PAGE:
Taub Institute: Genomics Core
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TaubCONNECT Research Perspectives:
May 2019

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May 2019:

» #1 Association of Variants in PINX1 and TREM2 With Late-Onset Alzheimer Disease

» #2 Brain Biomarkers and Cognition Across Adulthood

April 2019:

» #1 Predicting Cognitive Improvement in Normal Pressure Hydrocephalus Patients Using Preoperative Neuropsychological Testing and Cerebrospinal Fluid Biomarkers

» #2 Brain Arterial Dilatation and the Risk of Alzheimer's Disease

March 2019:

» #1 Elevated Cellular Cholesterol in Familial Alzheimer's Presenilin 1 Mutation is Associated with Lipid Raft Localization of Ī²-Amyloid Precursor Protein

» #2 FDG-PET Patterns Associated with Underlying Pathology in Corticobasal Syndrome

February 2019:

» #1 Effect of Aerobic Exercise on Cognition in Younger Adults: A Randomized Clinical Trial

» #2 Exercise-linked FNDC5/Irisin Rescues Synaptic Plasticity and Memory Defects in Alzheimerā€™s Models

January 2019:

» #1 A Tau Homeostasis Signature Is Linked with the Cellular and Regional Vulnerability of Excitatory Neurons to Tau Pathology

» #2 Between-network Functional Connectivity Is Modified by Age and Cognitive Task Domain

December 2018:

» #1 Epigenome-Wide Study Uncovers Large-Scale Changes in Histone Acetylation Driven by Tau Pathology in Aging and Alzheimerā€™s Human Brains

» #2 Semantic Network Function Captured by Word Frequency in Nondemented APOE Īµ4 Carriers

November 2018:

» First Place: NSUN2 is Dysregulated in Alzheimer's Disease

» First Place: High-throughput Disease Modeling to Uncover Shared and Unique Characteristics Among Neurodegenerative Diseases

October 2018:

» #1 Homeostatic Plasticity Scales Dendritic Spine Volumes and Changes the Threshold and Specificity of Hebbian Plasticity

» #2 An MRI Measure of Degenerative and Cerebrovascular Pathology in Alzheimer Disease

» #3 Integrative Transcriptome Analyses of the Aging Brain Implicate Altered Splicing in Alzheimer's Disease Susceptibility

September 2018:

» #1 Clinical Experience with Cerebrospinal Fluid AĪ²42, Total and Phosphorylated Tau in the Evaluation of 1,016 Individuals for Suspected Dementia

» #2 Evaluation of TDP-43 Proteinopathy and Hippocampal Sclerosis in Relation to APOE Īµ4 Haplotype Status: A Community-Based Cohort Study

August 2018:

» #1 A Multi-Omic Atlas of the Human Frontal Cortex for Aging and Alzheimer's Disease Research

» #2 An Alzheimer's Linked Loss-of-Function CLN5 Variant Impairs Cathepsin D Maturation Consistent with a Retromer Trafficking Defect

» #3 Letter and Category Fluency Performance Correlates with Distinct Patterns of Cortical Thickness in Older Adults

July 2018:

» #1 Activating Transcription Factor 4 (ATF4) Regulates Neuronal Activity by Controlling GABABR Trafficking

» #2 Whole-exome Sequencing in 20,197 Persons for Rare Variants in Alzheimer's Disease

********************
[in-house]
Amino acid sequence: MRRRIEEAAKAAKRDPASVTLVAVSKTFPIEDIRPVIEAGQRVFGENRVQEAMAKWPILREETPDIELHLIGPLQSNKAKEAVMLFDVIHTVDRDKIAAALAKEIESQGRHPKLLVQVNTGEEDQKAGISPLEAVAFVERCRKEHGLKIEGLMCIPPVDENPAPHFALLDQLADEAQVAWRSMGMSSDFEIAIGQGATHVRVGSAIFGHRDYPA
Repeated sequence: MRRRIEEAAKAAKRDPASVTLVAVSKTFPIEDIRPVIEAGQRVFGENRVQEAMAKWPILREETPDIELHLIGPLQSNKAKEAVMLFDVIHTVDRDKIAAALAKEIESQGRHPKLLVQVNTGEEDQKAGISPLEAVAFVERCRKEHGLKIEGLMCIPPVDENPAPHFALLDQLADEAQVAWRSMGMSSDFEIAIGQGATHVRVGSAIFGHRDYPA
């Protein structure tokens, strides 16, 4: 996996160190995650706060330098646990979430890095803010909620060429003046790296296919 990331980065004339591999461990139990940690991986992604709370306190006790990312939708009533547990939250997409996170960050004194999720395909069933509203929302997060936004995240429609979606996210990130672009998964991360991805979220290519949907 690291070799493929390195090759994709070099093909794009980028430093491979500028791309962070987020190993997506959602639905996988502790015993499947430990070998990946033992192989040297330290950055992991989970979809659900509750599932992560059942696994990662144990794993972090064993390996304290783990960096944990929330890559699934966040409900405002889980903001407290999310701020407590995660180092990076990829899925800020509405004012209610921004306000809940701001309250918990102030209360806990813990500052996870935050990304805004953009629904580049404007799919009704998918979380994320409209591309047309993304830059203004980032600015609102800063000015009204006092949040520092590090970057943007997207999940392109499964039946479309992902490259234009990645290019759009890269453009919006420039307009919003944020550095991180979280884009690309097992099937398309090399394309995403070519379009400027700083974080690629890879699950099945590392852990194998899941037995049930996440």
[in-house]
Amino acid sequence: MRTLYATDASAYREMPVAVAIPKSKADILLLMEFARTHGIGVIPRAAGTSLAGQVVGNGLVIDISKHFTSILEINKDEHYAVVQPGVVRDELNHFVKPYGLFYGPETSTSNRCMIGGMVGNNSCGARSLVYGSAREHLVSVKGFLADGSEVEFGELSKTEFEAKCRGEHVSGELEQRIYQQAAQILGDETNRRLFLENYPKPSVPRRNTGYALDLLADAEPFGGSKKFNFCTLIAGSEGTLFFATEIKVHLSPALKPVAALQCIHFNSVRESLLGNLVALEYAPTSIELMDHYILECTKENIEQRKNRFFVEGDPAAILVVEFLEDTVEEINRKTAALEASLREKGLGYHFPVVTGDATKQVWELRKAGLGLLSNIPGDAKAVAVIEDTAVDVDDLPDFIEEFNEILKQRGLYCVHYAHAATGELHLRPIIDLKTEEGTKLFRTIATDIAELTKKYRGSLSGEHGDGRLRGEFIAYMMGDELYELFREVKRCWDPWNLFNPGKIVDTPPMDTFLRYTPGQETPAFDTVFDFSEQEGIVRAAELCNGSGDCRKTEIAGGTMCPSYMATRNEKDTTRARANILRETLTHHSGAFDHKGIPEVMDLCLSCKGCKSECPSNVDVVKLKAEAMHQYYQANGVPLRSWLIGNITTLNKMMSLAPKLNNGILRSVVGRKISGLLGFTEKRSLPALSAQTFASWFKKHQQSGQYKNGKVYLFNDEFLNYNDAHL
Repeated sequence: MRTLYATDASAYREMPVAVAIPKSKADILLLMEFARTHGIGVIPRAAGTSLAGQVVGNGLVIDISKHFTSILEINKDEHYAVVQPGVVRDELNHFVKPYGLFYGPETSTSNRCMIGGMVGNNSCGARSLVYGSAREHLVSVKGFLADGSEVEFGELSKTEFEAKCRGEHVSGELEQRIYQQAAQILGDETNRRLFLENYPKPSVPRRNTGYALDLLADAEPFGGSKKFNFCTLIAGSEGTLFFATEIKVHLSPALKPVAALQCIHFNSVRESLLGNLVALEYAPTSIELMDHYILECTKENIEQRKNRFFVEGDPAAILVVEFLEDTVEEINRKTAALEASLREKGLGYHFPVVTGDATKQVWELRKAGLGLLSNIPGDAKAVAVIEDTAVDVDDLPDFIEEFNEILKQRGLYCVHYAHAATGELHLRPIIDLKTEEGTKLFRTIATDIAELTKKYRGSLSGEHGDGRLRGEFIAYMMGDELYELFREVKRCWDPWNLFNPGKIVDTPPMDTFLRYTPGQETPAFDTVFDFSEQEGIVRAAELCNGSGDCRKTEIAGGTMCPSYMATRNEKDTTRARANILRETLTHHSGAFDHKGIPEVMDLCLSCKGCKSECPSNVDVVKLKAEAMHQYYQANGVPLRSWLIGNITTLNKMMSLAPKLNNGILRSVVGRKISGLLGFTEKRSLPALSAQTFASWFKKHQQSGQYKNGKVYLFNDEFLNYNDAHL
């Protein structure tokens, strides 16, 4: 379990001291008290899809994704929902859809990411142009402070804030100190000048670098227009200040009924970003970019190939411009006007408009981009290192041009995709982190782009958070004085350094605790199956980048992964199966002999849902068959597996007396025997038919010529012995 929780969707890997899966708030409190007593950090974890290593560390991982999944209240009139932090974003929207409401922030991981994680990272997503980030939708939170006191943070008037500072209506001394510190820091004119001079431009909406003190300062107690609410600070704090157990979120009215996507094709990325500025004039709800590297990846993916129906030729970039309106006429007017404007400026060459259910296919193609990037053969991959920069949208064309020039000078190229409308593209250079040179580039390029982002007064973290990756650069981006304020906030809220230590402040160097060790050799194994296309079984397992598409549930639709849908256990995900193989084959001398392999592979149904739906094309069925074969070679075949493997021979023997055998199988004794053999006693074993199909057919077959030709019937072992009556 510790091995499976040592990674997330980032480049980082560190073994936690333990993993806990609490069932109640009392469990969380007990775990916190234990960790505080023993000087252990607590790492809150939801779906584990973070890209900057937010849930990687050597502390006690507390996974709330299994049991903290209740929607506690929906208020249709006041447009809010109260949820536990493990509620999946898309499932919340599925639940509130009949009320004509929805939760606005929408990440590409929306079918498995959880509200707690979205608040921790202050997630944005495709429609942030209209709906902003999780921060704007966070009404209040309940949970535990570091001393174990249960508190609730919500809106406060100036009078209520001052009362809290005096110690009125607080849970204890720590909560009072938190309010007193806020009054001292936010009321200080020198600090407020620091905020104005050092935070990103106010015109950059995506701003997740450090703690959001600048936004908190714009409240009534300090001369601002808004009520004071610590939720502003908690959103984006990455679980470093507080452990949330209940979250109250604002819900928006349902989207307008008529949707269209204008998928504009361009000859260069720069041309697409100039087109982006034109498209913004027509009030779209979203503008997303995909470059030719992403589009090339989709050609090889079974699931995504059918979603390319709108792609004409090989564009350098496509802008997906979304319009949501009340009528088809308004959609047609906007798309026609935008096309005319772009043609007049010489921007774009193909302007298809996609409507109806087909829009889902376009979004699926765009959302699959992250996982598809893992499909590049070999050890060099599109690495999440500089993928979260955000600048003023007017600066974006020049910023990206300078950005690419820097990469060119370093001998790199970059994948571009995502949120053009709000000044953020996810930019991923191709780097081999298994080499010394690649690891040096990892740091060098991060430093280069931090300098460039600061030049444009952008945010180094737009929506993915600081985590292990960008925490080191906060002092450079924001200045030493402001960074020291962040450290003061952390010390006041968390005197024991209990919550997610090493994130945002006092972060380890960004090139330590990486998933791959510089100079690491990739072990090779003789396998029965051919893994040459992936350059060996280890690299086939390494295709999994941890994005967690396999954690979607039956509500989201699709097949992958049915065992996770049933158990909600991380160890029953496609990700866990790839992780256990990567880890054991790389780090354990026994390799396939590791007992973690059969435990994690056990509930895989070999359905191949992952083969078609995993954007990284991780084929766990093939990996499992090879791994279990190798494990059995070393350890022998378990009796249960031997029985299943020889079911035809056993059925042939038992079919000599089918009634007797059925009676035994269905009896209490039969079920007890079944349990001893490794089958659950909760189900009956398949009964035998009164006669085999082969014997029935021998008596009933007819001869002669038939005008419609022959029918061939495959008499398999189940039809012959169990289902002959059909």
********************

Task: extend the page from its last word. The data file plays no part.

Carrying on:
June 2018:

» #1 Excess Synaptojanin 1 Contributes to Place Cell Dysfunction and Memory Deficits in the Aging Hippocampus in Three Types of Alzheimer's Disease

» #2 Preparation of Tau Oligomers After the Protein Extraction from Bacteria and Brain Cortices

May 2018:

» #1 Whole Genome Sequencing in Caribbean Hispanic Families Associated with Late-Onset Alzheimer's Disease (LOAD)

» #2 Oligomeric AĪ²1-42 Triggers the Generation of a Retrograde Signaling Complex from Sentinel mRNAs in Axons

April 2018:

» #1 Stabilizing the Retromer Complex in a Human Stem Cell Model of Alzheimer's Disease Reduces TAU Phosphorylation Independently of Amyloid Precursor Protein

» #2 Medical Retirement from Sport after Concussions: A Practical Guide for a Difficult Discussion

March 2018:

» #1 Cross Domain Self-Monitoring in Anosognosia for Memory Loss in Alzheimer's Disease

» #2 White Matter Changes in Alzheimer's Disease: A Focus on Myelin and Oligodendrocytes

February 2018:

» #1 ZCCHC17 is a Master Regulator of Synaptic Gene Expression in Alzheimer's Disease

» #2 Imaging Translocator Protein as a Biomarker of Neuroinflammation in Dementia

» #3 A Transcriptomic Atlas of Aged Human Microglia

January 2018:

» #1 Neuronal Lysosomal Dysfunction Releases Exosomes Harboring APP C-terminal Fragments and Unique Lipid Signatures

» #2 An Inflammation-Related Nutrient Pattern is Associated with Both Brain and Cognitive Measures in a Multiethnic Elderly Population

CpGā€Related SNPs in the MS4A Region Have a Doseā€Dependent Effect on Risk of Lateā€“Onset Alzheimer Disease

   Philip L. De Jager, MD, PhD   
Yiyi Ma, MD, PhD   Philip L. De Jager, MD, PhD    Richard Mayeux, MD, MSc

Epigenetic effects such as DNA methylation have been reported in Alzheimerā€™s disease (AD). DNA methylation associated with genetic variation occurs because of the attachment of a methyl group directly to a DNA nucleotide, specifically dinucleotide comprised of cytosine and guanine (CpG). CpG-related single nucleotide polymorphism (CGS) alter the sequence of the primary target sites for DNA methylation and account for a significant fraction (38% to 88%) of allele-specific methylation regions in the human genome. The combined effect of multiple nearby CGSes may play a unique role in AD. For example, the two single nucleotide polymorphisms (SNPs) encoding different APOE isoforms, the strongest genetic risk variants for AD, are CGSes and the number of CpG sites on the two chromatids is genotype dependent. Thus, APOE Īµ2/Īµ2, Īµ3/Īµ3, and Īµ4/Īµ4 homozygotes have 0, 1 and 2 CpG sites, respectively.